1. Your Vision of the Future: Describe your most optimistic view of the future and how that can be supported by your proposal.
“Emerging from the collapse of the global financial system and facing both the `peaking of our single most important energy resource and a population whose demographics are changing rapidly, the default form of North American (sub)urbanism is confronted by particular challenges. The densest cities struggle to import goods and resources with logistical routes choked off while those inhabiting the most sprawling areas struggle to cope with the vast expanse and lack of personal mobility.
“Exhausted and taken to its logical conclusion, our current urban form is faced with a broad series of conflating forces which are poised to challenge its present conception. New settlement patterns emerge from this diffuse patchwork of more or less built form...”
“Enclaves of self-reliance and resilience will be established as new territories beyond the current urban reaches. These net-zero communities will embed themselves in the landscape and be linked strategically to the infrastructure of resource cycling and production systems which sustain them. They will serve as models for the future and as concentrations in a dispersed landscape, they will be independently, self-sustaining and self-contained cities. As they duplicate, a network of compact autonomous cities will emerge and connect to form an extensive web.”
2. Core Ideas” List and describe elements or Features in your concept that most differentiate your proposal from current practices.
• “The city is compact and self contained: It will be established with vision and in response to the physiology, hydrology, and ecology of its context. Logical boundaries are formed with a vision worked toward without wanton, haphazard growth beyond the carry-capacity of the city-locale.
• Self-reliant: The city is a site of production and consumption with all waste, effluents, and emissions seen as resources to be recovered and cycled to replenish and feed the closed-loop system.
• From core to spine: The dated notion of the ‘core’ is replaced by a looping spine that centralizes service and offers high order transport. In place of the voided core, ecologically-based waste reclamation areas and production sites occur that supplement neighborhood and home-scaled agriculture.
• Low tech meets high tech sustainability: Passive and active systems are designed to work holistically in a joint landscape, city, and building scale. These environments rely on orientation, self-shading, passive heating and cooling, and courtyards of the mat-building fabric for highly efficient performance. The porosity enables lush garden courts of native planting where rainwater is reclaimed for use. This is enhanced by leading edge green technologies, all powered by solar fields extending beyond the city.”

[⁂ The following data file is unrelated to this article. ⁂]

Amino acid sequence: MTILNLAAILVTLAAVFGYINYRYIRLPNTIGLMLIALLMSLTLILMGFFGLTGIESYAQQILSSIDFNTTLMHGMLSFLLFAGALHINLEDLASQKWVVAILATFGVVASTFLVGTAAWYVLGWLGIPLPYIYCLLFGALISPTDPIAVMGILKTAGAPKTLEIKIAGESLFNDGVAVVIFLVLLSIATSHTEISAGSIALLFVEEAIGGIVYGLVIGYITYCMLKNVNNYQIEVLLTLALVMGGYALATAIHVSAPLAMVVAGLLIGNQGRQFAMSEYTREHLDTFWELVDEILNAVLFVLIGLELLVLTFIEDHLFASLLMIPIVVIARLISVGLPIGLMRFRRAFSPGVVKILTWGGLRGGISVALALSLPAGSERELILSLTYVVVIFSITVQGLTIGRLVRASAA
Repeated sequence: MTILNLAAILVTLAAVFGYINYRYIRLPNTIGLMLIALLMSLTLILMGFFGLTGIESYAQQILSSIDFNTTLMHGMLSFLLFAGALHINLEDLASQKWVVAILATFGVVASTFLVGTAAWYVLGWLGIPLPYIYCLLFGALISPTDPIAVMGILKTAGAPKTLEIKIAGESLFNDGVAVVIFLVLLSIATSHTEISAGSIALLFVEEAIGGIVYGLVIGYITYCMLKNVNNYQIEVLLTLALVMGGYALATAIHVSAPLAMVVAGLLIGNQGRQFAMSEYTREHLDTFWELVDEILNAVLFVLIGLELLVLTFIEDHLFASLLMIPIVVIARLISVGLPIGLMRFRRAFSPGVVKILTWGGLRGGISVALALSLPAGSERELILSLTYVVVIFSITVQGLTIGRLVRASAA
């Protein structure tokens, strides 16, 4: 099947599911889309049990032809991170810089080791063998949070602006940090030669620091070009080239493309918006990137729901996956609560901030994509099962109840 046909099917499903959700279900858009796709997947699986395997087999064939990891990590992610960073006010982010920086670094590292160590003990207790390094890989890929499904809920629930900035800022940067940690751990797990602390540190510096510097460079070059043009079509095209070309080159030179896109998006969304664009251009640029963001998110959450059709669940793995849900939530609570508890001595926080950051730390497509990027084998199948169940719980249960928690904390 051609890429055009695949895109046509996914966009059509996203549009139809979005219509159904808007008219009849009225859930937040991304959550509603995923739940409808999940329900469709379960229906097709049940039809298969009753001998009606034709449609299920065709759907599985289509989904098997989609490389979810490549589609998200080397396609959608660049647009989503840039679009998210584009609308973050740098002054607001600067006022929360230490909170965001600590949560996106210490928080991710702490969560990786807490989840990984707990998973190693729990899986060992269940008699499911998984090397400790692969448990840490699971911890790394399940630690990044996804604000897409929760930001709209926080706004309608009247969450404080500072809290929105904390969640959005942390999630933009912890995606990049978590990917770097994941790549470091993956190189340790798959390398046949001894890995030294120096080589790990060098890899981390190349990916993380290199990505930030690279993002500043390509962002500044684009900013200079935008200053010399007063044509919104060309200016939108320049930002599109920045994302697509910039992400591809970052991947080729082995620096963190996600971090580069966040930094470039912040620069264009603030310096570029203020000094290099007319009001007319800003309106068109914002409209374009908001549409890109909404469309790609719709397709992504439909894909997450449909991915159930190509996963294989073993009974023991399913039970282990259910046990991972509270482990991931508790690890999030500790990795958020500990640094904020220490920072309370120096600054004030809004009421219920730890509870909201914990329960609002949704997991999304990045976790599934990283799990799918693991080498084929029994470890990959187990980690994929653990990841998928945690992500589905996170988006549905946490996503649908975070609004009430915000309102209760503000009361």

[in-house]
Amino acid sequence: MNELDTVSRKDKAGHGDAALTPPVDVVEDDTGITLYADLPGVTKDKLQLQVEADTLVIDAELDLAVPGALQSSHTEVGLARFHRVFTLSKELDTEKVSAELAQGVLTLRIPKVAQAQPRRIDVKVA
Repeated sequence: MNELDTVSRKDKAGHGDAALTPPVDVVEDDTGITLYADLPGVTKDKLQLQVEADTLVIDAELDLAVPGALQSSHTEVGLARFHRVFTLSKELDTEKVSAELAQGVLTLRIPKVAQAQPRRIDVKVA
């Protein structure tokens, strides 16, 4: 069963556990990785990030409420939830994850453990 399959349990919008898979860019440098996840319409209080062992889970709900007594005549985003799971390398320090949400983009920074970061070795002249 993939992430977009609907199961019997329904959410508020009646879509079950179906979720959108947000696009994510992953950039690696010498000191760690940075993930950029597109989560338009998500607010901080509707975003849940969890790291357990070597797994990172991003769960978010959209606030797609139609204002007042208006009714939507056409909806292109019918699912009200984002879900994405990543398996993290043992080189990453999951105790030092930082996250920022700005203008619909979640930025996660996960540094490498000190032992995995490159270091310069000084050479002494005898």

3. Community and Family: Is your design contributing to the way community and family behaves within urban environments, and what will be the differences between your proposal and current settlement patterns in the southwest.
“The establishment of these new settlements as autonomous is paramount, foregrounding that necessity of the cycling and renewal of waste and by-products for the survival of the community. The notion of place and consequence is reestablished. The notion of ‘somewhere else’ disappears when water, food, energy, and so forth do not come from ‘somewhere else’. The system and community rely on a balancing of production and consumption. Excess is counter-productive. The city much akin to an ecosystem holds a carry-capacity. This is not to imply a kind of communal utopia, rather communities, families, and individuals are seen much as they are today. This enhanced relationship of one to their place and reliance upon it establishes clarity of cause and effect, of one’s behavior and impacts. Simply, there is a great directness of consequence that does not exist today.”
4. Complete and elaborate on this sentence:
“I view the future of what we call ‘community’ as being of ever greater importance, because…”
“We view the future of what we call “community as being of ever greater importance not just from a social sense but from the idea of rebuilding a connection between inhabitant and context. By living in a place, there is a renewed understanding of context, of geography, of landscape, and of resources. The relationship that has been severed due to the advent of technology means that we can live anywhere and in any form. We believe that by shifting the focus of urbanism to a regional understanding of place, manifests tectonically in equally contemporary and modern forms of habitation that spawns new forms of human relationships. These future “communities” are ones where the context and the landscape informs patterns of urbanization, that then informs new built typologies. Living in them fosters new social interactions and renders visible economies and ecologies that were once invisible.”
An important element of the Arizona Challenge was to explore how and to what extent a physical plan could provide positive behavioral insights for the life of the community. The Autonomous City narrative included this clear answer which relates to the central, multi-purpose open space shown above. “The City is a site of production and consumption with all waste, effluents, and emissions seen as resources to be recovered and cycled to replenish and feed the closed-loop system…” (Thus for those who live in a community) “An important sense of place and consequence is reestablished. The notion of ‘somewhere else’ disappears when food and energy do not come from ‘somewhere else.’ The individual features in the perspective rendering are highlighted on the previous two pages.
Photos taken at the Award Ceremony
Top: Daniel Ibanez, Fadi Masoud, Drew Adams.
Bottom: Paolo Soleri, Tempe Mayor Hugh Hallman and Vernon Swaback